Adoption of innovations in Irish general practices : prescription drugs, medical equipment and ICT
Bourke, Jane, Dr.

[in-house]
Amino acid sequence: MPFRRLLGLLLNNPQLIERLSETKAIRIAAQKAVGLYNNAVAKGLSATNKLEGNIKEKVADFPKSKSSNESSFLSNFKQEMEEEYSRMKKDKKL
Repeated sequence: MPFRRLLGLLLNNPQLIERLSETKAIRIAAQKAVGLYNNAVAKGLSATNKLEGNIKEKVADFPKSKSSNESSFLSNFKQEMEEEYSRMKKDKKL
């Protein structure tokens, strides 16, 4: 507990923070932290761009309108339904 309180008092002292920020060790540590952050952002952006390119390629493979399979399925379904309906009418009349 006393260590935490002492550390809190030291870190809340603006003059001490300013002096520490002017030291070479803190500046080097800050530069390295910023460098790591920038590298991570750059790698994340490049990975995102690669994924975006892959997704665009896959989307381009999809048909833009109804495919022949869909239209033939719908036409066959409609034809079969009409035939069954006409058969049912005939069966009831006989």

In this thesis we explore innovation in general practices in Ireland. Drawing on an\ud encompassing equilibrium, disequilibrium and learning-by-using model of adoption,\ud we examine the influences of general practitioner (GP) and practice characteristics,\ud strategic behaviour, learning and knowledge spillovers, and cumulative learning\ud from previous adoption decisions on the perceived benefits of adopting and using\ud innovations in general practices. Ours is the first application of this theoretical\ud framework to timing of adoption, multiple technology adoption and intensity of\ud adoption decision-making in a health care setting. Our examination focuses on three\ud innovations, prescription drugs, medical equipment and Information and\ud Communications Technology (ICT).\ud Our analysis is based on two data sources, a secondary dataset which brings together\ud GPs prescribing history over a 4½ year time period with information on the\ud characteristics of the 625 GPs themselves, and a cross-sectional primary dataset\ud which provides us with information for 601 general practices concerning practice\ud structure and use of medical equipment and ICT. Employing duration analysis,\ud multivariate Probit and ordered Probit econometric techniques, we examine the\ud adoption, use and intensity of use of prescription drugs, medical equipment and ICT\ud respectively.\ud Irish GPs exhibit notable innovative behaviour with respect to prescribing innovation\ud and practice development. Our research demonstrates that Irish GPs respond to\ud informational stimuli with respect to adoption and use of new prescription drugs,\ud medical equipment and ICT. Furthermore, Irish GPs are incentivised by commercial\ud and market considerations. In addition, we find the extent which a practice adopts\ud technologies and learns from that experience influences both ensuing prescribing and\ud investment decision-making. Our empirical findings support an economic approach\ud to examining decision-making in a health care setting and the application of our\ud encompassing theoretical model to examinations of adoption and use of innovations\ud by health care professionals.
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